CAMPAIGNERS fighting to retain high level intensive neonatal care at Wrexham Maelor Hospital said they were “angered” and “deeply devastated” by the decision.
Ruth Drake, of Ruabon, whose daughter Elin Hâf received care at the Maelor when she was born with cerebral palsy, said opponents of the proposals would fight on.
She said: “I’m disappointed because we had pinned our hopes on support from the CHC.
“They are, after all, supposed to be representing the community and I’m deeply saddened by their decision. More than saddened, I’m devastated. But the campaign is still going to continue.”
Mrs Drake, chair of Cherish, the Special Care Baby Unit support group in Wrexham, said she had joined the recently formed North Wales Health Alliance which aimed to challenge a number of health board decisions.
She said: “We’re looking into the possibility of a judicial review as a group. We will definitely continue in that vein. But on behalf of all local campaigners, I’d like to say how angered and upset we are by this decision.
“We will fight to the bitter end. However hopeless it may seem, I still have faith in Lesley Griffiths, as a Wrexham woman and our health minister that she will do the right thing.”
Mrs Drake added she felt the wishes of the community had been “blatantly ignored” by both the health board and the community health council.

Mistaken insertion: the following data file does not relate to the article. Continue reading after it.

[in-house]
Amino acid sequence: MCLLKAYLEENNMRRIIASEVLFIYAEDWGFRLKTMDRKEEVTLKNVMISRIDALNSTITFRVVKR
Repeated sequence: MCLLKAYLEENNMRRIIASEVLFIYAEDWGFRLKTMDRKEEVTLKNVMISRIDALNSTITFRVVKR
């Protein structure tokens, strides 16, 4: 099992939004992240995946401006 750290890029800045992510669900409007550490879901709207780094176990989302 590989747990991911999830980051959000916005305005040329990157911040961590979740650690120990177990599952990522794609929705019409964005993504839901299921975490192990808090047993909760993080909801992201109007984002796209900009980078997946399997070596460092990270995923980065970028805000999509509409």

She said: “The strength of feeling across the whole of North Wales is huge and we believe this mistake will come back to haunt them, because babies’ lives will be at risk.”
Sabina Hoekma, mother to Elisabeth and Mara Down, twins born at just three-and-half weeks and cared for at Ysbyty Maelor, said it was a difficult situation.
She said: “I can have sympathy for the health board, if they say they don’t have the money to provide the best resources available, and I’m aware Arrowe Park is a centre of excellence.
“But as a parent I would rather the service stays in North Wales. You feel that pretty much everything has been said, but it hasn’t been listened to.
“As a parent I feel there are many questions that haven’t been answered, about transport, about accommodation, about the differences in healthcare provision between England and Wales and about care for the parents themselves, which is as important as the care for the babies.
“I feel the emotional, physical and financial impact on parents from Wales has not been taken into account.”
A petition at www.change.org calling on Lesley Griffiths AM to step in and stop the transfer of long-term neonatal care from North Wales to the Wirral has gathered more than 2,000 signatures.
Speaking to the Leader in January, Mary Burrows, chief executive of the Betsi Cadwaladr Health Board, said the decision was based on maintaining health standards, not on saving money.
While Arrowe Park has six neonatal intensive tier three specialists, there are none in North Wales.
She said: “We don’t have the numbers of babies we need to maintain the scale of staffing, and looking at population projections we will never be in that position.”